Recently Deloitte released their “CFO Signals” “High-Level Summary” report for the 4th Quarter of 2017.
As seen in page 2 of the report, there were 147 survey respondents. As stated: “Each quarter (since 2Q10), CFO Signals has tracked the thinking and actions of CFOs representing many of North America’s largest and most influential companies.
All respondents are CFOs from the US, Canada, and Mexico, and the vast majority are from companies with more than $1 billion in annual revenue. For a summary of this quarter’s response demographics, please see the sidebars and charts on this page. For other information about participation and methodology, please contact firstname.lastname@example.org.”
Here are some of the excerpts that I found notable:
from page 3:
How do you regard the current/future status of the North American, Chinese, and European economies? Perceptions of North America improved markedly with 74% of CFOs rating current conditions as good (up from 64% last quarter), and 56% expecting better conditions in a year (up from 45%). Perceptions of Europe rose to 35% and 33%, respectively, and China rose sharply to 49% and 41% (their highest levels in nearly five years). Page 6.
What is your perception of the capital markets? Eighty-five percent of CFOs say debt financing is attractive (up slightly from 83%). Attractiveness of equity financing decreased for public company CFOs (from 48% to 46%) and rose for private company CFOs (from 35% to 47%). Eighty-four percent of CFOs now say US equities are overvalued—another new survey high. Page 7.
Overall, what risks worry you the most? CFOs say constraints to their companies’ performance are mostly external, voicing strong concerns about political turmoil, policy uncertainty, and geopolitics. Talent challenges, strategy execution, and achieving growth are the top internal worries. Page 8.
Compared to three months ago, how do you feel about the financial prospects for your company? The net optimism index rose sharply from last quarter’s +29 to +47 this quarter. About 52% of CFOs express rising optimism (up from 45%), and 5% express declining optimism (down from 16%). Page 9.
What is your company’s business focus for the next year? CFOs indicate a strong bias toward revenue growth over cost reduction (61% vs. 18%) and investing cash over returning it (56% vs. 18%). They shifted back to a bias toward existing offerings over new ones (45% vs. 35%), and indicated a bias toward current geographies over new ones (65% vs. 11%). Page 10.
Compared to the past 12 months, how do you expect your key operating metrics to change over the next 12 months? Revenue growth expectations declined from last quarter’s 5.7% to 4.7% (still above the two-year average). Earnings growth rose from 7.9% to 8.4% (well above the two-year average). Capital spending growth slid from 7.3% to 6.5%; domestic hiring growth fell from 2.6% to 2.0%. Canadian expectations trailed for almost all metrics. Page 11.
from page 9:
Optimism regarding own-companies’ prospects
Several industries rose sharply, but Healthcare/Pharma declined sharply.
After declining to +29 last quarter, net optimism rose sharply to +47 this quarter. About 52% of CFOs expressed rising optimism (up from 45%), and just 5% cited declining optimism (down from 16%).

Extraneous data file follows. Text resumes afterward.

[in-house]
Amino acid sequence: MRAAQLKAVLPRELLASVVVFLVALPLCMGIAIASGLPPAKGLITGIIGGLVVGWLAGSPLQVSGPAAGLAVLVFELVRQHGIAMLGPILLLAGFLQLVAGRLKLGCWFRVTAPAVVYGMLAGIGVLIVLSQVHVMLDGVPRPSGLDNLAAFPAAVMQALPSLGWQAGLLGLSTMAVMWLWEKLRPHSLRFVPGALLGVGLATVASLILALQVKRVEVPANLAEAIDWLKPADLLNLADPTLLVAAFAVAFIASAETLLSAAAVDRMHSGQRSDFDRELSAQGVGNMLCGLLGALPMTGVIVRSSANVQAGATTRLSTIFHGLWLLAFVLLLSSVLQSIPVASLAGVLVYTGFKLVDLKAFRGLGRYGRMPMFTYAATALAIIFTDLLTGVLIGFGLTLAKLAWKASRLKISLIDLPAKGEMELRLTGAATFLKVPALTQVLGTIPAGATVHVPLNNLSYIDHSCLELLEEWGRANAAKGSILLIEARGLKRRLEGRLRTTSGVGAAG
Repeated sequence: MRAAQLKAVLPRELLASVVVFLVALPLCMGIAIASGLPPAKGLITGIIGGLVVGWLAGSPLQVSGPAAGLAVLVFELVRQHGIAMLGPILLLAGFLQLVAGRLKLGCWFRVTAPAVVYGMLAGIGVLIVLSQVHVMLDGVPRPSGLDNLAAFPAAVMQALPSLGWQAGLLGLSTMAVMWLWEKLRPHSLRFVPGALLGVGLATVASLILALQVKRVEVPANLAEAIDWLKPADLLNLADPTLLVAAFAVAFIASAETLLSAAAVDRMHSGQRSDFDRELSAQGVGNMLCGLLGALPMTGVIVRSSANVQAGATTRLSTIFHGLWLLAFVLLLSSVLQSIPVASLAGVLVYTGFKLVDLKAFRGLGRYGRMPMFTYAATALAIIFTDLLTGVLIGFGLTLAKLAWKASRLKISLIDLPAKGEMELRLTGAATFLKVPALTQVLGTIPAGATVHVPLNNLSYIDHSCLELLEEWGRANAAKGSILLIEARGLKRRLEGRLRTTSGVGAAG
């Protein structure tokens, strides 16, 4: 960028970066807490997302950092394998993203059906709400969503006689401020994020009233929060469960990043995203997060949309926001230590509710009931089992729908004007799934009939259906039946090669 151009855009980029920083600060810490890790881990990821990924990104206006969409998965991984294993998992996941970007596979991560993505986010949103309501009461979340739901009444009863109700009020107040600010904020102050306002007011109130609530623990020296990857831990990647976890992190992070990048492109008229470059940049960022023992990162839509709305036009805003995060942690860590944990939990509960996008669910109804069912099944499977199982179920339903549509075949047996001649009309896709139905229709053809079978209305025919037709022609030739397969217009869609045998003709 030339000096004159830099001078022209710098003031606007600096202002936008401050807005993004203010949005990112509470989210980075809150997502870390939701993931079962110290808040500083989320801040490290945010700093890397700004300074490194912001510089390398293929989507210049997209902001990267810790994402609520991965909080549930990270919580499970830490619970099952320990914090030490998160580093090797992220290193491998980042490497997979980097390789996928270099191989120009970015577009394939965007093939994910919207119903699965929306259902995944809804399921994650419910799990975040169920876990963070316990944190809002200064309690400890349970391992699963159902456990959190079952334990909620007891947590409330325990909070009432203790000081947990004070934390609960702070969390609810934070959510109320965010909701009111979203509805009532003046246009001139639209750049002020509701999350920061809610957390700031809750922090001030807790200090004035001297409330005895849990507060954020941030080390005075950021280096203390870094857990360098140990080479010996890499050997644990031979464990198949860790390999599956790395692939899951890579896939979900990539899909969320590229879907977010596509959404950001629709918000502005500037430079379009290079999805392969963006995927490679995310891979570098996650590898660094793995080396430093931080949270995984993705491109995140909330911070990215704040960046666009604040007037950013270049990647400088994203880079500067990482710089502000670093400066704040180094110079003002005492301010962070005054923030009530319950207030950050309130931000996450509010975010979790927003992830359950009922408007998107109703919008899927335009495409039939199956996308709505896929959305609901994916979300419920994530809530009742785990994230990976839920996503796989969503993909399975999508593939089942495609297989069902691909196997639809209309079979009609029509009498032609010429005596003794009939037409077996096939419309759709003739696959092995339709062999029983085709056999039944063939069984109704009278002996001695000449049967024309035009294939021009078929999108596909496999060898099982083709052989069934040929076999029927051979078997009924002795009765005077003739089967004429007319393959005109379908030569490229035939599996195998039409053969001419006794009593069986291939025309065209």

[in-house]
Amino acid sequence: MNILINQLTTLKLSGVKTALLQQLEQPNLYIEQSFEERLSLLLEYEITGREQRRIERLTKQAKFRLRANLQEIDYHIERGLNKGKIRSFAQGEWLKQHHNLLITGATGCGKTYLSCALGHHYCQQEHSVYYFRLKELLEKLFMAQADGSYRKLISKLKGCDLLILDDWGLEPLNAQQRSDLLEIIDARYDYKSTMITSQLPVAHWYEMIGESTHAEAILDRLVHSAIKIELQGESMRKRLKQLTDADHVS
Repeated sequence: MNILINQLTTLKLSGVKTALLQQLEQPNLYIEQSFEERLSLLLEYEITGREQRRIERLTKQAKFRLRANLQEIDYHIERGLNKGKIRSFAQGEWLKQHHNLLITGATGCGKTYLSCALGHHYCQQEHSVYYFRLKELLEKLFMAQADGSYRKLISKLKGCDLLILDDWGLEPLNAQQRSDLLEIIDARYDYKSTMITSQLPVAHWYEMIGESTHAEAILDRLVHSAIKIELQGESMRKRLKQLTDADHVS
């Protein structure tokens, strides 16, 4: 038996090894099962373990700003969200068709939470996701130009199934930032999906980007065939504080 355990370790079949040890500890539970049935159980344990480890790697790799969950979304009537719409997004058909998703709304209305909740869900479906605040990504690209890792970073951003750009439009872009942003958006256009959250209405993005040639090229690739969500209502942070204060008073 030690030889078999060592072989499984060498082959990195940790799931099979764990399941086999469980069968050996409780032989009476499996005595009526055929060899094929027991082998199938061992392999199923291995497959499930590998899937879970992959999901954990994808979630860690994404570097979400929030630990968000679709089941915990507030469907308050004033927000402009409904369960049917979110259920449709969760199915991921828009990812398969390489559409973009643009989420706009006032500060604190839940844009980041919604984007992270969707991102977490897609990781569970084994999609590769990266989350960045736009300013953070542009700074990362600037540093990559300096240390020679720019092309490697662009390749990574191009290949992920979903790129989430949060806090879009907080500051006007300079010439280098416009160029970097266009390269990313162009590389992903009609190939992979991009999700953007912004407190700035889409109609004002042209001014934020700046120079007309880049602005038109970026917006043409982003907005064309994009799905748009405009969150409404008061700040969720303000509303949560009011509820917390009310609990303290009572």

Net optimism for the US rose sharply from last quarter’s +28 to +50 this quarter. Canada rose from +31 to +46, while optimism in Mexico declined sharply from +39 to zero.
Sentiment rose sharply in Manufacturing, Technology, Energy/Resources, and
Services—all of which came in above +45. Retail/Wholesale rose, but trailed the average at +29, and Healthcare/Pharma fell sharply to just +8.
Please see the appendix for charts specific to individual industries and countries.
from page 11:
Growth in key metrics, year-over-year
Earnings growth rose on strength in the US.
Revenue, capital spending, and domestic
hiring growth all declined, largely on
pessimism in Canada.
Revenue growth declined from 5.7% to 4.7%,
but remains above its two-year average of 4.4%.
The US declined, but remains near its two-year
highs. Canada declined to well below its two-year
average; Mexico declined, but is still relatively
strong. Healthcare/Pharma and Technology lead;
T/M/E and Services trail.
Earnings growth rose to 8.4% from 7.9%. The
US leads and is well above its two-year average.
Canada declined to well below its two-year
average; Mexico declined, but is still above its
average. Retail/Wholesale, Manufacturing, and
Technology lead; T/M/E and Services trail.
Capital investment growth fell for the third
straight quarter, from 7.3% to 6.5%, but is still
among its five-year highs. The US and Mexico
rose and are well above their two-year averages.
Canada declined to well below its average.
Energy/Resources and Manufacturing are the
highest; T/M/E and Healthcare/Pharma are
Domestic hiring growth slid from 2.6% to
2.0%. The US remains at its highest level in two
years, but Canada slid to its lowest level in a
year, and Mexico slid sharply to its lowest level
in two years. Healthcare/Pharma and Services
lead; Energy/Resources and T/M/E trail. Wage
pressures are again evident in Mexico.
Please see the full report for charts specific to
individual industries and countries.
Among the various charts and graphics in the report are graphics depicting trends in “Own Company Optimism” on page 9 and “Economic Optimism” found on page 6.
I post various business and economic surveys because I believe they should be carefully monitored. However, as those familiar with this site are aware, I do not necessarily agree with many of the consensus estimates and much of the commentary in these surveys.
The Special Note summarizes my overall thoughts about our economic situation
SPX at 2748.23 as this post is written